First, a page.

In other words you give a gossiper an audience. And that invites and encourages them to continue talking about whatever it is that they are talking about. 

Listening to gossip will at minimum make the person feel more validated and at most fan their flame to share even more. 

Because it’s hard to listen to gossip and not be agreeable and supportive of the person you’re listening to. It’s human nature to want to empathize with another person- especially when they’re frustrated or complaining. 

But by doing that you become an active member of the gossip crowd. You are advancing what is being said. 

So how do you know if what you are listening to is gossip?

Simple: Gossip is anything even remotely negative being said about a person who isn’t there. 

The moment someone you are talking to starts talking negative about another person you have immediately crossed into the gossip zone. 

And remember if you’re listening to gossip then you are participating in gossip. 

So how should you respond?

Also simple: You interrupt the person as quickly and politely yet firmly as possible and say “Hey, hopefully you don’t mind but I actually made a resolution this year that I would not talk negatively about or listen to negative talk about someone who isn’t in the room with me. I do want to support you and be a good friend though and the biggest thing I’ve learned that helps is to go talk directly with ________. I think that would probably help.”

This of course is simple but not easy. 

And yes you may lose some friends over this. And the ones you lose will probably be vocal about you being on your high horse because misery loves company and misery often gets angry when their company moves on and leaves them alone.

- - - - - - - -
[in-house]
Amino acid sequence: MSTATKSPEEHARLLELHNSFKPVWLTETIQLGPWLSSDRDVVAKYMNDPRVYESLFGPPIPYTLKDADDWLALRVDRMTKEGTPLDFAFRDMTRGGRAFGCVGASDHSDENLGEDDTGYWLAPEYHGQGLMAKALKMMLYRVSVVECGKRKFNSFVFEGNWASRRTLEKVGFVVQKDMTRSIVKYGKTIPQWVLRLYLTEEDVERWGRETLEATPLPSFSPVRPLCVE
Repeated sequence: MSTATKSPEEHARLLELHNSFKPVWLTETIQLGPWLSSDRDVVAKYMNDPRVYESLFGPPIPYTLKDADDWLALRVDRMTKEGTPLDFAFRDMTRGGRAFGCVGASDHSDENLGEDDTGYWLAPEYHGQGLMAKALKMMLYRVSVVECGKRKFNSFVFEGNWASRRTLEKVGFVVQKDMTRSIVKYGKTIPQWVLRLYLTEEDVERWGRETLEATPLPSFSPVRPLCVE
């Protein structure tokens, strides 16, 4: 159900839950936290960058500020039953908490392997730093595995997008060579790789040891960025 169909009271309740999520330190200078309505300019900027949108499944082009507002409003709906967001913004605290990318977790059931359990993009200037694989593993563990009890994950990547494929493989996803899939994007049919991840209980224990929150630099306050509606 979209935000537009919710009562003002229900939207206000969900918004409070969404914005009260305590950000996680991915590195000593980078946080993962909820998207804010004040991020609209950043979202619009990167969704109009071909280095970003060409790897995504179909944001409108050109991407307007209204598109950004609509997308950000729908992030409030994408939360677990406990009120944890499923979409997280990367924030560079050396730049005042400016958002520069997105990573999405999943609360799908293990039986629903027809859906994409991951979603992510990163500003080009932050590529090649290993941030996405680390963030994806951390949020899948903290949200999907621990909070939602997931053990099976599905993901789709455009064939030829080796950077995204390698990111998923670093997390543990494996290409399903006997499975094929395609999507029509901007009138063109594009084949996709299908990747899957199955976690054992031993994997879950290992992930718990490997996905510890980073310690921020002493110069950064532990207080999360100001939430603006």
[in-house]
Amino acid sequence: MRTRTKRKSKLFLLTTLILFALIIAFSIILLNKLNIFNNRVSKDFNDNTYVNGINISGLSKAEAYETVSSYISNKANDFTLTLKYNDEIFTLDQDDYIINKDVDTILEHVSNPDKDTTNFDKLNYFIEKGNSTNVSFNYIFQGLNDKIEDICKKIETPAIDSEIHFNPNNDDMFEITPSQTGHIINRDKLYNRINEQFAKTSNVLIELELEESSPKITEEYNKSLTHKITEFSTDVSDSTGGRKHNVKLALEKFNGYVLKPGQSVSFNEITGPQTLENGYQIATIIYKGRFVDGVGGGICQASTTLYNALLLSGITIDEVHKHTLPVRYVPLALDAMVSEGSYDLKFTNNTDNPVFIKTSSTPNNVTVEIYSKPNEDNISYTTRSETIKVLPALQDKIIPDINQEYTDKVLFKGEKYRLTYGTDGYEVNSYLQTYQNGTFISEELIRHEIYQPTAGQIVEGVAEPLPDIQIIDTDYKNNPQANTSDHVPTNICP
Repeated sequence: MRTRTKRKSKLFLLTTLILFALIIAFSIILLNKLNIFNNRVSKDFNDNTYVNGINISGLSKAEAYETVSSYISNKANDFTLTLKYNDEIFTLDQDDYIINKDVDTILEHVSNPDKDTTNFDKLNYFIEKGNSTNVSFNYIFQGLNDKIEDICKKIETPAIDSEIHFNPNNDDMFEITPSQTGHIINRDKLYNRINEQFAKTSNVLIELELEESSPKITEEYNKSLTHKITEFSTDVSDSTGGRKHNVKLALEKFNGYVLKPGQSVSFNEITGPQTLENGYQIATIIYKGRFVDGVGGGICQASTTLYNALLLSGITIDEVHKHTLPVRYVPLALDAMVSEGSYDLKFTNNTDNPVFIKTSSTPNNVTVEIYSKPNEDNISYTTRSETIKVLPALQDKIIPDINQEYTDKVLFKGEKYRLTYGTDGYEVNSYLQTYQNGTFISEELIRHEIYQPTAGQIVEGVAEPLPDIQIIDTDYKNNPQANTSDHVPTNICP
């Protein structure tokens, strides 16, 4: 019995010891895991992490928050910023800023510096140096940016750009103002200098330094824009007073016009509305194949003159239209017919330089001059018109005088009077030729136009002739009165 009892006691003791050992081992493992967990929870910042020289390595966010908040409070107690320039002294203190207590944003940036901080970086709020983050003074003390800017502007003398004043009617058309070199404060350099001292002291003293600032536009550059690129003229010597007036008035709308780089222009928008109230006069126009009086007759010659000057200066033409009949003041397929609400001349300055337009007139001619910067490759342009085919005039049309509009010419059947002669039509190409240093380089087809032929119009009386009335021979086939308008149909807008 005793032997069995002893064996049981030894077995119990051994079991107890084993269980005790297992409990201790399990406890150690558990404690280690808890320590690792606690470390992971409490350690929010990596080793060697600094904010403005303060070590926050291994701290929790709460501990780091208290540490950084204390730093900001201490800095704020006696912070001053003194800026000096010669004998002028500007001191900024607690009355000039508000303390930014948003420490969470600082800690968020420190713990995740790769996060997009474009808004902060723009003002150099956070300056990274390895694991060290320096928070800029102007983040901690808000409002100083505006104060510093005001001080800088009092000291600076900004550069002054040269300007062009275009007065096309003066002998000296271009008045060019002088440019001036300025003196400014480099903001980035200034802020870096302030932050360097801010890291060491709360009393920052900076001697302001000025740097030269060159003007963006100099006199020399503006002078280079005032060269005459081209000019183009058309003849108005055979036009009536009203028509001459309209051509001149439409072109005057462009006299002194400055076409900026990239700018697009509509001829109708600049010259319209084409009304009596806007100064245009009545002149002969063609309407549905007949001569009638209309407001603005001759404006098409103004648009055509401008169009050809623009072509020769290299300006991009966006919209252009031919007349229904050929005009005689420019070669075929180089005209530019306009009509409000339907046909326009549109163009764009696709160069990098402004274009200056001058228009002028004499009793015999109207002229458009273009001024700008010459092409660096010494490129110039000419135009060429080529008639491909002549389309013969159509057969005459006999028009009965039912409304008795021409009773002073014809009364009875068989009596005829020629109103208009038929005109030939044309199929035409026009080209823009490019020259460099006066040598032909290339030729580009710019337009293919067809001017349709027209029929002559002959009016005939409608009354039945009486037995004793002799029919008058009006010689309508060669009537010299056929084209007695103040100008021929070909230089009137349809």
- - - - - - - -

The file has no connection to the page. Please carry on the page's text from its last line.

But it’s the best thing you can do for yourself, the person who isn’t there, and the person who is frustrated. 

Because, as Eleanor Roosevelt is credited with saying: Great minds discuss ideas; average minds discuss events; small minds discuss people.”

My Morning Routine

morning routine

How you start each day has huge implications for the success of each day and thereby the eventual success of your life.

Today I was asked by someone what my morning routine is and I thought to share it here. It is something I’m very disciplined about and that I’ve compiled from learning from lots of different people.

1. Gratitude – The very second the alarm goes off I hit snooze once and stay in bed and immediately start thinking about all that I am grateful for. Don’t fall back asleep, but I spend the first few minutes each day snuggling wifey and thinking of all I’m grateful for. I learned this from Darren Hardy.

2. Scripture – The next time the alarm goes off I get up immediately and go sit down and read scripture. My goal is to have the first words that pass my eyeballs and enter my mind each day be scripture. My friend and partner Steve Reiner once taught me that I want to sew scripture deep into every fabric of my soul. I usually read one passage but I read it slowly, one word at a time, which Tim Keller talks about in his book on prayer. Then I pray.

3. Affirmations – On my phone notes I keep several different lists of affirmations. I rotate each day on which ones I read. Most frequently for the past 7 years I’ve read my “Millionaire Mind” affirmations that I got from T Harv Eker. I also rotate reading through our Southwestern Consulting company Creed, Partners Pact, and Manifesto

4. Wifey Goals – Randomly I started reading AJ’s goals each morning and it became such a powerful way to reinforce and remind me to serve and support her. It is very intentional that I read hers before I read mine. This is a very similar reason why I read our company credos as well.

5. My Goals – I have a list of personal goals (targets I’m pursuing), a list of personal visions (moments I want to experience in the future), and a list of visions for the company. I usually rotate reading through these next.  

6. Social Media Post – Each morning I write a custom post that has one unique lesson that I’ve typically recently learned. My goal is to write something that inspires people for their day like a shot of motivational espresso. Even on days I don’t feel like it, I find something to say because as my friend Jay Baer taught me, “media companies don’t publish on inspiration but perspiration.”

7. Exercise – Then I get up and go workout. As my friend and new SWC Partner, Dana Potthoff once taught me, “I try to get to the gym before my body has time to wake up and convince me otherwise.”

Many of these habits were taught to me and ingrained during my summers with Southwestern Advantage, and as you can see are also made up from other people I’ve learned from.

You can check out Hal Elrod’s book The Miracle Morning on this for more about morning routines.

So, how do you start your mornings?